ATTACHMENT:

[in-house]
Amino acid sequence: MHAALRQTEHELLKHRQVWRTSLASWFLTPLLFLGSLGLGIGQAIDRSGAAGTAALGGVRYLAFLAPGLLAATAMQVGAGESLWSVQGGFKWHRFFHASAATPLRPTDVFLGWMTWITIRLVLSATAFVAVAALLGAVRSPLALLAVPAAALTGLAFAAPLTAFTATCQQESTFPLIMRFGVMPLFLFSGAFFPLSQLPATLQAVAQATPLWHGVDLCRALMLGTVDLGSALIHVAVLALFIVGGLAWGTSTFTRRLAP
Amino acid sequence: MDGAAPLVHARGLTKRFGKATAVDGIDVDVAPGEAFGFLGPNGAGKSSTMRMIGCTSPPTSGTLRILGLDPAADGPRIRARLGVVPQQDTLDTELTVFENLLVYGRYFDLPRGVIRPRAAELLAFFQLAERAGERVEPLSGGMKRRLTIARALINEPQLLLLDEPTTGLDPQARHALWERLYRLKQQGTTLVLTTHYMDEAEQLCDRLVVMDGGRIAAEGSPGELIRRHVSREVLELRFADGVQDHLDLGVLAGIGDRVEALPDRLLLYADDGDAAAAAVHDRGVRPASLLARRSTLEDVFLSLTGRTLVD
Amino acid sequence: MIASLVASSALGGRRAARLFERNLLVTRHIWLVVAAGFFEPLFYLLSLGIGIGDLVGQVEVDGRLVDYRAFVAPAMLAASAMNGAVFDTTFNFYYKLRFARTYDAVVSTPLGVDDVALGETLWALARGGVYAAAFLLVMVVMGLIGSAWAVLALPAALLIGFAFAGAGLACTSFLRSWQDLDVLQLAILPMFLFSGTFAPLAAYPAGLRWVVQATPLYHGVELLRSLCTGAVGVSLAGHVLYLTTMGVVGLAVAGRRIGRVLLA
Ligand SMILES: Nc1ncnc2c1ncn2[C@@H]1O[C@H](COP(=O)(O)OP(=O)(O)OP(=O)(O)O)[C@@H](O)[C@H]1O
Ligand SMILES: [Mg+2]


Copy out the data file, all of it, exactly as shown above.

[in-house]
Amino acid sequence: MHAALRQTEHELLKHRQVWRTSLASWFLTPLLFLGSLGLGIGQAIDRSGAAGTAALGGVRYLAFLAPGLLAATAMQVGAGESLWSVQGGFKWHRFFHASAATPLRPTDVFLGWMTWITIRLVLSATAFVAVAALLGAVRSPLALLAVPAAALTGLAFAAPLTAFTATCQQESTFPLIMRFGVMPLFLFSGAFFPLSQLPATLQAVAQATPLWHGVDLCRALMLGTVDLGSALIHVAVLALFIVGGLAWGTSTFTRRLAP
Amino acid sequence: MDGAAPLVHARGLTKRFGKATAVDGIDVDVAPGEAFGFLGPNGAGKSSTMRMIGCTSPPTSGTLRILGLDPAADGPRIRARLGVVPQQDTLDTELTVFENLLVYGRYFDLPRGVIRPRAAELLAFFQLAERAGERVEPLSGGMKRRLTIARALINEPQLLLLDEPTTGLDPQARHALWERLYRLKQQGTTLVLTTHYMDEAEQLCDRLVVMDGGRIAAEGSPGELIRRHVSREVLELRFADGVQDHLDLGVLAGIGDRVEALPDRLLLYADDGDAAAAAVHDRGVRPASLLARRSTLEDVFLSLTGRTLVD
Amino acid sequence: MIASLVASSALGGRRAARLFERNLLVTRHIWLVVAAGFFEPLFYLLSLGIGIGDLVGQVEVDGRLVDYRAFVAPAMLAASAMNGAVFDTTFNFYYKLRFARTYDAVVSTPLGVDDVALGETLWALARGGVYAAAFLLVMVVMGLIGSAWAVLALPAALLIGFAFAGAGLACTSFLRSWQDLDVLQLAILPMFLFSGTFAPLAAYPAGLRWVVQATPLYHGVELLRSLCTGAVGVSLAGHVLYLTTMGVVGLAVAGRRIGRVLLA
Ligand SMILES: Nc1ncnc2c1ncn2[C@@H]1O[C@H](COP(=O)(O)OP(=O)(O)OP(=O)(O)O)[C@@H](O)[C@H]1O
Ligand SMILES: [Mg+2]